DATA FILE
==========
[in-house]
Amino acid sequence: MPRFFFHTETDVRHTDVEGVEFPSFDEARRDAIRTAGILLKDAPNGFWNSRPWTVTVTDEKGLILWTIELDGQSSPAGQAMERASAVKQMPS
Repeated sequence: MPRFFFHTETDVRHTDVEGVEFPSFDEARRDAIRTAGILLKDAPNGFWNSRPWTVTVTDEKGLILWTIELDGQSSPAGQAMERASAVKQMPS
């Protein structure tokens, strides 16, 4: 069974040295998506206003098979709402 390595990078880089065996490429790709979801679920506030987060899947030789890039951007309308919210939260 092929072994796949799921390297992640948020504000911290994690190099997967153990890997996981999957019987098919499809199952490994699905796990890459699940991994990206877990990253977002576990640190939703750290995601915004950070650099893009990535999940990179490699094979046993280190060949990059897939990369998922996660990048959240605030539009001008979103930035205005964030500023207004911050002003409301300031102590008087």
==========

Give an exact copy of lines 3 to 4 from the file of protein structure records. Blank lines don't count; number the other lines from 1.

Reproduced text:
Repeated sequence: MPRFFFHTETDVRHTDVEGVEFPSFDEARRDAIRTAGILLKDAPNGFWNSRPWTVTVTDEKGLILWTIELDGQSSPAGQAMERASAVKQMPS
């Protein structure tokens, strides 16, 4: 069974040295998506206003098979709402 390595990078880089065996490429790709979801679920506030987060899947030789890039951007309308919210939260 092929072994796949799921390297992640948020504000911290994690190099997967153990890997996981999957019987098919499809199952490994699905796990890459699940991994990206877990990253977002576990640190939703750290995601915004950070650099893009990535999940990179490699094979046993280190060949990059897939990369998922996660990048959240605030539009001008979103930035205005964030500023207004911050002003409301300031102590008087």